Rhabdomyosarcoma with breast involvement is found almost exclusively in females. A recent case series highlights the need for guidelines for follow-up imaging.
Rhabdomyosarcoma (RMS) is a soft tissue sarcoma associated with metastasis and inferior outcomes in adolescent and young adult (AYA) patients (those with cancer diagnosis at age 15-39 years). Metastases to the breast have been reported in 3 to 6 percent of RMS patients.
“RMS metastases to the breast are not common, and not surprisingly, they have been reported almost exclusively in females,” says Anthony Audino, MD, pediatric oncologist in Hematology/Oncology & Blood and Marrow Transplant at Nationwide Children’s Hospital. “Metastatic RMS carries a dismal prognosis overall, and breast involvement often occurs in the context of widely metastatic disease.”
In a case series review recently published in the Journal of Pediatric Hematology and Oncology, Dr. Audino and his colleagues reviewed cases of RMS in the Nationwide Children’s Hospital Tumor Registry between January 1, 2004 and December 31, 2013. The series demonstrated breast involvement in 8.7 percent of all RMS patients in the cohort, which is similar to previous reports.
The team identified four cases of RMS with breast involvement among the ten AYA females in the cohort. All four patients with breast involvement had alveolar RMS, which has been reported to be the most common histologic variant involving the breast. Notably, three of the four patients also had bone marrow involvement, though a correlation has not been reported elsewhere in the literature.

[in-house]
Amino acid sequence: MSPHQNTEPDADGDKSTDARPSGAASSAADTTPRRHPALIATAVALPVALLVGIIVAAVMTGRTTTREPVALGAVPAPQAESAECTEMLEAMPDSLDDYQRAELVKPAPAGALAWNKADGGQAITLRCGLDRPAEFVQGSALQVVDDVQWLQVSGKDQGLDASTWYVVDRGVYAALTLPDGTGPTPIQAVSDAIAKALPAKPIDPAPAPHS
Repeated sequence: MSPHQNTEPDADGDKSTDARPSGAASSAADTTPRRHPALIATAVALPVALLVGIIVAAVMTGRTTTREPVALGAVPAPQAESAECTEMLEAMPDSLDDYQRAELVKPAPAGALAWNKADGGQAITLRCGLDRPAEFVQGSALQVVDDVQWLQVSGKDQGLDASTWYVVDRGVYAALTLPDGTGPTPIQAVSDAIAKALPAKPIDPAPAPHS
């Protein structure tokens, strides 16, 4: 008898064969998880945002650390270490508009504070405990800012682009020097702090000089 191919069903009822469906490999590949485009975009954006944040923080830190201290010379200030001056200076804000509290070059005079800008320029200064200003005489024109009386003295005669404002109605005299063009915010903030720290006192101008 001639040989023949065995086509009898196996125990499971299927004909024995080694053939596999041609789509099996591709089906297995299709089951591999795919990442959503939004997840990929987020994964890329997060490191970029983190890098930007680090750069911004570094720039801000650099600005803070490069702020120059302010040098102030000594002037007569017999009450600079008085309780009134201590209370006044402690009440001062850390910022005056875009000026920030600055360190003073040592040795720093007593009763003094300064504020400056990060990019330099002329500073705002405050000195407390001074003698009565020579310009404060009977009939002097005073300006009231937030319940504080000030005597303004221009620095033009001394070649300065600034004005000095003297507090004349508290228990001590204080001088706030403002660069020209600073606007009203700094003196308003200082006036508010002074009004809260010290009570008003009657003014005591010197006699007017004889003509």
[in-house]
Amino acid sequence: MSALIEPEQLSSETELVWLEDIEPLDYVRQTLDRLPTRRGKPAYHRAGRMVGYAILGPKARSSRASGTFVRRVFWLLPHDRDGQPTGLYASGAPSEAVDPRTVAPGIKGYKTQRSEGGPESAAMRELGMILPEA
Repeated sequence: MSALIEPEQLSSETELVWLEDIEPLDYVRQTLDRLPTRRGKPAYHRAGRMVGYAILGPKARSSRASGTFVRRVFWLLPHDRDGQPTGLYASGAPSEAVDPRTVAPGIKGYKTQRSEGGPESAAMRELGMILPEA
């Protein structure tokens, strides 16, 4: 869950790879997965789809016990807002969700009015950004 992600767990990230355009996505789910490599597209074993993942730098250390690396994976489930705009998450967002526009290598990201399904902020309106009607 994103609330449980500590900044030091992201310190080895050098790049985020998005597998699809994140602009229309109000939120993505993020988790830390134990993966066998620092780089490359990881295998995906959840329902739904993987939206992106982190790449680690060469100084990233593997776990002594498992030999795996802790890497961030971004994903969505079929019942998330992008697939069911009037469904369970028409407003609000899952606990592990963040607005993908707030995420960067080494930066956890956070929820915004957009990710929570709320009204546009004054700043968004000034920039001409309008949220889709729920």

Little data is available to guide the management of primary or metastatic breast RMS, particularly in the AYA population. In general, surgical resection of the primary tumor with complete margins is preferred when possible; however, a range of surgical approaches, from lumpectomy to radical mastectomy, have been reported.
“The psychosocial implications of a mastectomy are well documented in the adult literature, with females having significant body image issues, as well as physical and emotional distress following aggressive surgeries,” explains Dr. Audino. “One may argue that the risk of such psychosocial implications and stressors may be heightened in adolescents and young adults, where body image already plays such a large role in the social environments that they encounter. The ramifications of this intervention should be balanced by an overall consideration of the patient’s prognosis.”
The clinical impact of these findings for young women with RMS is not established. While routine imaging of the breasts in young women with RMS has been suggested, it is not currently standard practice at diagnosis or in follow up.
At diagnosis, many patients will have computed tomography (CT) of the chest performed as well as whole-body positron emission tomography (PET) imaging, abrogating the need for specific breast imaging, according to Dr. Audino, who is also assistant professor of Pediatrics at The Ohio State University College of Medicine.
“Routine breast exam as part of the follow-up process is currently not a recommendation, although it would seem prudent,” says Dr. Audino. “Particularly for adolescent females with alveolar histology or extremity primary tumors.”
Further research is needed to better understand RMS in the AYA population. Following the results of this paper, Dr. Audino and his team will be developing a standard of care regarding work-up and follow-up imaging, with an emphasis on AYA women with RMS.
Audino AN, Setty BA, Yeager ND. Rhabdomyosarcoma of the breast in adolescent and young adult (AYA) women. Journal of Pediatric Hematology and Oncology. 2017 Jan;39(1):62-66.
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